My Beloved Buenos Aires
“Mi Buenos Aires Querido”, My beloved Buenos Aires. These are the opening lines of a tango, the heart and soul of Buenos Aires. It describes feelings of love and sorrow, and the dance describes the prowess of the Argentine man.
No other city in Latin America compares with Buenos Aires in culture, sophistication and nightlife. It’s a fun place to visit and spend at least three-days basking in the land of the Gauchos, the cowboys of Argentina.
Wide avenues, plazas and pedestrian streets make Buenos Aires a place to be. Side-walk cafes, bars and restaurants line the main arteries of the city.
Traveling south is La Boca, a colorful neighborhood where the early Italian immigrants settled. Caminito Street is the main artery of the neighborhood; crowded with street artists who offer their art at excellent prices; while tango dancers and music romp the air of this unique corner of Buenos Aires.
Plaza de Mayo is surrounded by the Government palace, called Casa Rosada, the Pink House; and it is painted flamingo pink. May Square is the theater where major events of the political life of Argentina took place, starting with the revolt against the Spaniard colonizers and going through the years of Eva and Juan Peron, the most powerful couple who have ever led Argentina into a social revolution.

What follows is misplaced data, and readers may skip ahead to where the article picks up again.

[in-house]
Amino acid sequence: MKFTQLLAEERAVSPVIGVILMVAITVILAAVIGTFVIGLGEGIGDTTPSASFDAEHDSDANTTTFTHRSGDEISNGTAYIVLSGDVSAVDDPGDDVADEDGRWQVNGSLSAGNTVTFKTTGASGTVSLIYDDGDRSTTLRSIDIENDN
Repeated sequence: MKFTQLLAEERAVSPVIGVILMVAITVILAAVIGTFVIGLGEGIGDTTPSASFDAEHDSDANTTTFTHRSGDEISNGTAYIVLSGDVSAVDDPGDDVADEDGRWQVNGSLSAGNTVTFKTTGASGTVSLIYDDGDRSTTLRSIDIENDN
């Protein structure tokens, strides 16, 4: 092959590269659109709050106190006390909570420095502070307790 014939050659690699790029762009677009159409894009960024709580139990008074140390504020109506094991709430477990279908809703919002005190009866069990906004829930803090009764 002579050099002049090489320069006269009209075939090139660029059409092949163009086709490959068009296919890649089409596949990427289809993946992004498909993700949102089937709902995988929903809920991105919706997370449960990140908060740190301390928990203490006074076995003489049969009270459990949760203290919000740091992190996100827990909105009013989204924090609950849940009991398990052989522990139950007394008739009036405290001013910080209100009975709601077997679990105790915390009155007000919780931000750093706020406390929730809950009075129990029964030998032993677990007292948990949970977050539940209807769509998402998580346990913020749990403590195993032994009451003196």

The La Recoleta district, where infamous and famous – including Eva Peron – are buried in elaborate mausoleums, tells the history of Argentina. Across the street, the Museum of Fine Arts of Buenos Aires exhibits Argentine and European masterpieces.
A few miles outside of this eleven million populated city lies the pampas, the cradle of the Gaucho. Today, many of the ranches have opened their doors to tourism. You can spend a glorious day enjoying the outdoor activities of the gauchos in a typical working estancia or ranch. An open pit barbecue with delicious meats will be roasting as you participate in horseback riding, biking or hiking around the ranch.
We invite you to visit Buenos Aires and for three days immerse in the cultural life of “my beloved Buenos Aires”, the Queen of the River Plate, the “Paris of South America.”